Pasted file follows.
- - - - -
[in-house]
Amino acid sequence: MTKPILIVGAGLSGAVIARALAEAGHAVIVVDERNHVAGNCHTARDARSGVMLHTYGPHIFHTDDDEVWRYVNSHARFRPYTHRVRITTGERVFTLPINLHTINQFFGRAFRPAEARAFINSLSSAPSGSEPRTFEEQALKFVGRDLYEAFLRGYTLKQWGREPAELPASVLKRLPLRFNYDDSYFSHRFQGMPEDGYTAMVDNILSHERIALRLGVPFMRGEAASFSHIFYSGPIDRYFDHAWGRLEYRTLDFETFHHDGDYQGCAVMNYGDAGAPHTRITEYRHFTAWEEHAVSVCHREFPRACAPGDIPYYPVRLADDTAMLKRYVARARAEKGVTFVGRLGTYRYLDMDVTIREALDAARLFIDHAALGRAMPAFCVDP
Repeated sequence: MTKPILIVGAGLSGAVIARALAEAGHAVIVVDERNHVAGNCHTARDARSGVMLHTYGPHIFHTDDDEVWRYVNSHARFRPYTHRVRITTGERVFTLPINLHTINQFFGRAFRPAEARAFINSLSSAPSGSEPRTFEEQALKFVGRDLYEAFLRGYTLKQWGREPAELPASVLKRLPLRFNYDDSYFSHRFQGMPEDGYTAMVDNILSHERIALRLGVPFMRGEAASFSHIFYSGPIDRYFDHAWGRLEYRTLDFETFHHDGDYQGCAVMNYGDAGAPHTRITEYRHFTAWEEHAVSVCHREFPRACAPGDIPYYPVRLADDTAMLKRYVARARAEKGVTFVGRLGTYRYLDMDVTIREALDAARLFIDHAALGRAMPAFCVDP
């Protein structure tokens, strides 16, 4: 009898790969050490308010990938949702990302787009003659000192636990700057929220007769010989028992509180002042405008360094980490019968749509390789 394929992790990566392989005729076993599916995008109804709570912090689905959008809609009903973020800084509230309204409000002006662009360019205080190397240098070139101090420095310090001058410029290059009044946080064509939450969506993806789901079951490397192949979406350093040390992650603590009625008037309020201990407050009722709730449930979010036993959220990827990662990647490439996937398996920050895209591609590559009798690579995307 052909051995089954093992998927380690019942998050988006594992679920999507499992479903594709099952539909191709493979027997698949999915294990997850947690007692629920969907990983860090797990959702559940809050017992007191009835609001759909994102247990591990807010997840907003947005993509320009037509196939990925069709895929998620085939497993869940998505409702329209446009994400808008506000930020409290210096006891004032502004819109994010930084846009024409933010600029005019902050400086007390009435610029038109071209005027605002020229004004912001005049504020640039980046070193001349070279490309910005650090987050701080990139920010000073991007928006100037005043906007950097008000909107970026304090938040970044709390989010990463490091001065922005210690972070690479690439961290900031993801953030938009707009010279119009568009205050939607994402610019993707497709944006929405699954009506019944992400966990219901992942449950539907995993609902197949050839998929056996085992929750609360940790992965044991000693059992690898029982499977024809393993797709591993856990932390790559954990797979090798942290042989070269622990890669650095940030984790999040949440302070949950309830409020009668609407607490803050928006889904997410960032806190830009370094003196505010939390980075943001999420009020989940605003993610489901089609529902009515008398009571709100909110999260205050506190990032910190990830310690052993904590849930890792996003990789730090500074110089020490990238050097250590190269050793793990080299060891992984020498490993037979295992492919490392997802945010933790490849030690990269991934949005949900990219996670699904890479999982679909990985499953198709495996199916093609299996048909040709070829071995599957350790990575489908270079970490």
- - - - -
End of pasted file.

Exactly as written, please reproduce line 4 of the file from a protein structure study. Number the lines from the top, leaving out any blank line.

């Protein structure tokens, strides 16, 4: 009898790969050490308010990938949702990302787009003659000192636990700057929220007769010989028992509180002042405008360094980490019968749509390789 394929992790990566392989005729076993599916995008109804709570912090689905959008809609009903973020800084509230309204409000002006662009360019205080190397240098070139101090420095310090001058410029290059009044946080064509939450969506993806789901079951490397192949979406350093040390992650603590009625008037309020201990407050009722709730449930979010036993959220990827990662990647490439996937398996920050895209591609590559009798690579995307 052909051995089954093992998927380690019942998050988006594992679920999507499992479903594709099952539909191709493979027997698949999915294990997850947690007692629920969907990983860090797990959702559940809050017992007191009835609001759909994102247990591990807010997840907003947005993509320009037509196939990925069709895929998620085939497993869940998505409702329209446009994400808008506000930020409290210096006891004032502004819109994010930084846009024409933010600029005019902050400086007390009435610029038109071209005027605002020229004004912001005049504020640039980046070193001349070279490309910005650090987050701080990139920010000073991007928006100037005043906007950097008000909107970026304090938040970044709390989010990463490091001065922005210690972070690479690439961290900031993801953030938009707009010279119009568009205050939607994402610019993707497709944006929405699954009506019944992400966990219901992942449950539907995993609902197949050839998929056996085992929750609360940790992965044991000693059992690898029982499977024809393993797709591993856990932390790559954990797979090798942290042989070269622990890669650095940030984790999040949440302070949950309830409020009668609407607490803050928006889904997410960032806190830009370094003196505010939390980075943001999420009020989940605003993610489901089609529902009515008398009571709100909110999260205050506190990032910190990830310690052993904590849930890792996003990789730090500074110089020490990238050097250590190269050793793990080299060891992984020498490993037979295992492919490392997802945010933790490849030690990269991934949005949900990219996670699904890479999982679909990985499953198709495996199916093609299996048909040709070829071995599957350790990575489908270079970490």